Early morning waking is a common occurrence for children, from newborns to toddlers. While many sleep trained babies are able to put themselves back to sleep, some, for varying reasons, are not. Next thing you know, your child has been up for hours even before “waketime” officially begins, and your schedule is thrown off.
The hours between 4 am and 6 am can often be a challenging time for children to find a deep sleep and the reason for this is the timing of the brain’s melatonin secretion. Melatonin, the hormone responsible for making us feel sleepy, peaks between the hours of 2:00 am and 4:00 am. After 4:00 am, there appears to be a precipitous drop in melatonin secretion. Less melatonin means the body has a harder time staying asleep.
However, while this drop in melatonin makes it harder for some children to stay asleep, it doesn’t mean that these children are incapable of sleeping during that time. Or that your day should start any time before 6:00 am. It simply means that many children find sleep more elusive during these early morning hours. A sleep training baby’s circadian rhythm is most likely set on an 11-12 hour nighttime sleep cycle. If your baby is waking before those 11-12 hours are up, then they almost certainly need and want to fall back to sleep, they are simply having a hard time doing so.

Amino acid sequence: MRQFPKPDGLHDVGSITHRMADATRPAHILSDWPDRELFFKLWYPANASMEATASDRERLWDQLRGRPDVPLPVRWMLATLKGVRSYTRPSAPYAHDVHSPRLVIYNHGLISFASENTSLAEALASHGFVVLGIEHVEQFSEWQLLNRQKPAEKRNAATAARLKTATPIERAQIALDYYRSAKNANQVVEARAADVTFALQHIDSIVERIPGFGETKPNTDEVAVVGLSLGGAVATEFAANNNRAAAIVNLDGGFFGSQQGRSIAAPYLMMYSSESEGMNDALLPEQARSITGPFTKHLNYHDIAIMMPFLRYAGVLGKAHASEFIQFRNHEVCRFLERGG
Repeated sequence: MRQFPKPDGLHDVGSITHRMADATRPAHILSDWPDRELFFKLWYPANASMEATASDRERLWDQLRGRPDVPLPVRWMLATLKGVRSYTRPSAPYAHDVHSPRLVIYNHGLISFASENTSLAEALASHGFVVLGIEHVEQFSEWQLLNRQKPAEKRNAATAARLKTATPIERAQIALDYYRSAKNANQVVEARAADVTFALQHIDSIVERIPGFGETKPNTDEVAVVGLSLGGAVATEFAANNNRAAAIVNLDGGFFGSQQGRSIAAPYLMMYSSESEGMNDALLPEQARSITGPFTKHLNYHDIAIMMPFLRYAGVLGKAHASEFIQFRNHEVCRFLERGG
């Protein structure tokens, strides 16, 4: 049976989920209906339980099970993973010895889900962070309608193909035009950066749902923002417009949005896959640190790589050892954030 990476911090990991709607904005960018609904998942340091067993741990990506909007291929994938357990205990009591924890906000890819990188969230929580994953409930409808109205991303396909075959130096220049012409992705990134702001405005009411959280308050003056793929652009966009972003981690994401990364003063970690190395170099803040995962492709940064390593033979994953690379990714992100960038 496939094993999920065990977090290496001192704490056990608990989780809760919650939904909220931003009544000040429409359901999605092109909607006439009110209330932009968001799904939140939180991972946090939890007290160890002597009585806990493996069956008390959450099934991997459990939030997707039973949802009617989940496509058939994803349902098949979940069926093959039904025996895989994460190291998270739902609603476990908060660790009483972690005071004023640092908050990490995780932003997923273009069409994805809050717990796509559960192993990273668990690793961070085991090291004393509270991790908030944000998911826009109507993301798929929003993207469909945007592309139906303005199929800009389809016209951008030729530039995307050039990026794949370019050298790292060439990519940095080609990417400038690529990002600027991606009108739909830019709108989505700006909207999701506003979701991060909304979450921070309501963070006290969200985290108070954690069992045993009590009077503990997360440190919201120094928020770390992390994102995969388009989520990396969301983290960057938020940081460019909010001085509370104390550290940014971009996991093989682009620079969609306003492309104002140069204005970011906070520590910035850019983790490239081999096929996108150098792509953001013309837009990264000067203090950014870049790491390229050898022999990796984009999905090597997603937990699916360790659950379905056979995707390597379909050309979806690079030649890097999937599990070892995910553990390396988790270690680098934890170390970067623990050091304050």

The question remains: How do you get baby to fall back to sleep during the early morning hours without parental assistance?
First, make sure your baby knows how to put himself to sleep during naptimes and at bedtime. If a child is capable of putting themselves to sleep during the day, then they are physically capable to do so at 4am.
Second, try an earlier, not later, bedtime. While it may seem counterintuitive that putting a child to bed earlier will enable them to sleep in later, the truth (that every parent can attest to) is that children are likely to wake up at the same time in the morning regardless of what time you put them to sleep at night. Therefore, if you put a child to bed too late in the evening you are robbing them of precious sleep. A too late bedtime also increases the likelihood your child will experience nightmares, night terrors, and random night wakings. An earlier bedtime usually produces healthier, longer, and higher quality night sleep.